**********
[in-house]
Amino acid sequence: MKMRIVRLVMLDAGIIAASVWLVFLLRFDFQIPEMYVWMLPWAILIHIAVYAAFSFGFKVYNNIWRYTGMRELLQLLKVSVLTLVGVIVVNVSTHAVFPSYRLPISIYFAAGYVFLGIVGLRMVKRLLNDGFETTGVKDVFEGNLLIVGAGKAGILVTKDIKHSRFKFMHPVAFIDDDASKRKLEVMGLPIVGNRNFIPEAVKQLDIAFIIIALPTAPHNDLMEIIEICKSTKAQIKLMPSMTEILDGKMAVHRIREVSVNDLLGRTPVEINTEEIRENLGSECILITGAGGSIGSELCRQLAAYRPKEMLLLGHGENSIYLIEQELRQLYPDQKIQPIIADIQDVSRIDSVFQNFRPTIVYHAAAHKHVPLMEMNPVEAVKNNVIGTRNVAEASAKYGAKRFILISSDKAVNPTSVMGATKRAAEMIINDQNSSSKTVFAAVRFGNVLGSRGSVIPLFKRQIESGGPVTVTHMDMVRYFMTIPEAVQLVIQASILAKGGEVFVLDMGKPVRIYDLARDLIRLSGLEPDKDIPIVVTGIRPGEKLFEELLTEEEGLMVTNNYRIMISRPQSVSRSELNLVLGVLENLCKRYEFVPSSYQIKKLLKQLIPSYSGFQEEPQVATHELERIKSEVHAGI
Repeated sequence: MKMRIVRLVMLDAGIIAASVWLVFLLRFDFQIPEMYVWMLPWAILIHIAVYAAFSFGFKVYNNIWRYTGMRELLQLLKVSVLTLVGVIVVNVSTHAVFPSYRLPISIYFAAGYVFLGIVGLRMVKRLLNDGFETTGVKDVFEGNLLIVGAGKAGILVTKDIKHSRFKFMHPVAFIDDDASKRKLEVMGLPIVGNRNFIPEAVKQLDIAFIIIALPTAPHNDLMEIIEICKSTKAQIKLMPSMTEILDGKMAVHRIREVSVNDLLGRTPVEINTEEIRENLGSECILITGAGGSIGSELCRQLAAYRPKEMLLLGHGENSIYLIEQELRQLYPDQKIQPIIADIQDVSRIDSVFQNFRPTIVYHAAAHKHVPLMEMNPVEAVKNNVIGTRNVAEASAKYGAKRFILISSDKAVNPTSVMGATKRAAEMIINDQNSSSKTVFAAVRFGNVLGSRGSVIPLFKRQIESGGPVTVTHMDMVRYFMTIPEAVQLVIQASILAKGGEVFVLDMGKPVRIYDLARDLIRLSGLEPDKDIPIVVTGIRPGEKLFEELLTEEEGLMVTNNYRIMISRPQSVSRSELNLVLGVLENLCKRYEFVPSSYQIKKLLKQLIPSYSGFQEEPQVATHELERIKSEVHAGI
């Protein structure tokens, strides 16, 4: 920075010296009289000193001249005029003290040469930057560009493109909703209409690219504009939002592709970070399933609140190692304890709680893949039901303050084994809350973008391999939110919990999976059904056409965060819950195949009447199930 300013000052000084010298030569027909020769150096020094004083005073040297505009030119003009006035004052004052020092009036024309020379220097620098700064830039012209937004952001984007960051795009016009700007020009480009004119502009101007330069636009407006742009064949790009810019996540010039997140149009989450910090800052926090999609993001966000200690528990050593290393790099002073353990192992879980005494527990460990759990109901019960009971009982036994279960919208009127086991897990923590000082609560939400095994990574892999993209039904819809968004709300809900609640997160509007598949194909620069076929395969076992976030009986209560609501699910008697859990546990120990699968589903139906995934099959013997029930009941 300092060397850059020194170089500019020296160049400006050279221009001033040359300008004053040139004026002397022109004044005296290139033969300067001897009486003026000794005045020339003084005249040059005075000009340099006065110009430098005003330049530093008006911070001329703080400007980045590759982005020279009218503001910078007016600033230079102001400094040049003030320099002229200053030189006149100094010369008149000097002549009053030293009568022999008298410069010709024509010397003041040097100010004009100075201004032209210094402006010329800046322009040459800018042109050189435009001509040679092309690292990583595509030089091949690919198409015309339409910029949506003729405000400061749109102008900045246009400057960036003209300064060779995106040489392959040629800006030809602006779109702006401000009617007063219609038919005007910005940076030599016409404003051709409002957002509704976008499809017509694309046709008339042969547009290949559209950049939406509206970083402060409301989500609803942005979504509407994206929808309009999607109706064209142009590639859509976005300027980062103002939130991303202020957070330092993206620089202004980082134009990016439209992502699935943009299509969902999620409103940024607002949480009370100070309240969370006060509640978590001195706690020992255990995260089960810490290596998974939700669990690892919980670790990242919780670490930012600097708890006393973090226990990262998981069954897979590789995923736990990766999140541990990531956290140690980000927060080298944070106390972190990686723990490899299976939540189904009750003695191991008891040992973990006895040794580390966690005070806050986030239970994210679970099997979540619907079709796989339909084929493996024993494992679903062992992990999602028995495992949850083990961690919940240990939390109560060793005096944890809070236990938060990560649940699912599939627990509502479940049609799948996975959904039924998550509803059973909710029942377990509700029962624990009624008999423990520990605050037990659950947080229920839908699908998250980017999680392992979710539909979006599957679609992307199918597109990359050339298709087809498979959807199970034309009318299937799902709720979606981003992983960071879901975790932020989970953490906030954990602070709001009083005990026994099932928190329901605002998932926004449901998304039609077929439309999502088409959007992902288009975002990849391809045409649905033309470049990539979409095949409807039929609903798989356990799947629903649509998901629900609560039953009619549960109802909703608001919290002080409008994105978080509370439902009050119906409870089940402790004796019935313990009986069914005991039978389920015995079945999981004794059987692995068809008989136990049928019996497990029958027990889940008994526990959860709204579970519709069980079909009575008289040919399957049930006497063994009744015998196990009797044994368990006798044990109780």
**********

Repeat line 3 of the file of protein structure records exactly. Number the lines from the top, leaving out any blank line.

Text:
Repeated sequence: MKMRIVRLVMLDAGIIAASVWLVFLLRFDFQIPEMYVWMLPWAILIHIAVYAAFSFGFKVYNNIWRYTGMRELLQLLKVSVLTLVGVIVVNVSTHAVFPSYRLPISIYFAAGYVFLGIVGLRMVKRLLNDGFETTGVKDVFEGNLLIVGAGKAGILVTKDIKHSRFKFMHPVAFIDDDASKRKLEVMGLPIVGNRNFIPEAVKQLDIAFIIIALPTAPHNDLMEIIEICKSTKAQIKLMPSMTEILDGKMAVHRIREVSVNDLLGRTPVEINTEEIRENLGSECILITGAGGSIGSELCRQLAAYRPKEMLLLGHGENSIYLIEQELRQLYPDQKIQPIIADIQDVSRIDSVFQNFRPTIVYHAAAHKHVPLMEMNPVEAVKNNVIGTRNVAEASAKYGAKRFILISSDKAVNPTSVMGATKRAAEMIINDQNSSSKTVFAAVRFGNVLGSRGSVIPLFKRQIESGGPVTVTHMDMVRYFMTIPEAVQLVIQASILAKGGEVFVLDMGKPVRIYDLARDLIRLSGLEPDKDIPIVVTGIRPGEKLFEELLTEEEGLMVTNNYRIMISRPQSVSRSELNLVLGVLENLCKRYEFVPSSYQIKKLLKQLIPSYSGFQEEPQVATHELERIKSEVHAGI